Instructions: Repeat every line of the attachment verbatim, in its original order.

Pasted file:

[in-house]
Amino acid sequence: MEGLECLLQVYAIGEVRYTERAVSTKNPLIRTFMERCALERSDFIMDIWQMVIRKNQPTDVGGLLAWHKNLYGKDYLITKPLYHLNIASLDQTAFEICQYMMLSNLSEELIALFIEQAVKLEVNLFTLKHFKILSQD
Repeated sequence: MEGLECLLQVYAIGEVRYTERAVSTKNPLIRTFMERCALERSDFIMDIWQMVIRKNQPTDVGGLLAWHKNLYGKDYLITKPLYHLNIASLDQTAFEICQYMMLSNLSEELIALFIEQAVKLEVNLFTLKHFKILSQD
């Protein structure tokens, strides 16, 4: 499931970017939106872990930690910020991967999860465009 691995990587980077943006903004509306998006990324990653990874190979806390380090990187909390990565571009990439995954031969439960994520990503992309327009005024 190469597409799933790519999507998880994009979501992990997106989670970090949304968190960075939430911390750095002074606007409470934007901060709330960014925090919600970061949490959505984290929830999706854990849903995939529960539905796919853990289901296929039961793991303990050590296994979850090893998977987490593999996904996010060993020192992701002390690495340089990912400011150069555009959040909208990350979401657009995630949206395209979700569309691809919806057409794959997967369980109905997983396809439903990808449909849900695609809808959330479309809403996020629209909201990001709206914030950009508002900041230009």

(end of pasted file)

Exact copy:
[in-house]
Amino acid sequence: MEGLECLLQVYAIGEVRYTERAVSTKNPLIRTFMERCALERSDFIMDIWQMVIRKNQPTDVGGLLAWHKNLYGKDYLITKPLYHLNIASLDQTAFEICQYMMLSNLSEELIALFIEQAVKLEVNLFTLKHFKILSQD
Repeated sequence: MEGLECLLQVYAIGEVRYTERAVSTKNPLIRTFMERCALERSDFIMDIWQMVIRKNQPTDVGGLLAWHKNLYGKDYLITKPLYHLNIASLDQTAFEICQYMMLSNLSEELIALFIEQAVKLEVNLFTLKHFKILSQD
């Protein structure tokens, strides 16, 4: 499931970017939106872990930690910020991967999860465009 691995990587980077943006903004509306998006990324990653990874190979806390380090990187909390990565571009990439995954031969439960994520990503992309327009005024 190469597409799933790519999507998880994009979501992990997106989670970090949304968190960075939430911390750095002074606007409470934007901060709330960014925090919600970061949490959505984290929830999706854990849903995939529960539905796919853990289901296929039961793991303990050590296994979850090893998977987490593999996904996010060993020192992701002390690495340089990912400011150069555009959040909208990350979401657009995630949206395209979700569309691809919806057409794959997967369980109905997983396809439903990808449909849900695609809808959330479309809403996020629209909201990001709206914030950009508002900041230009």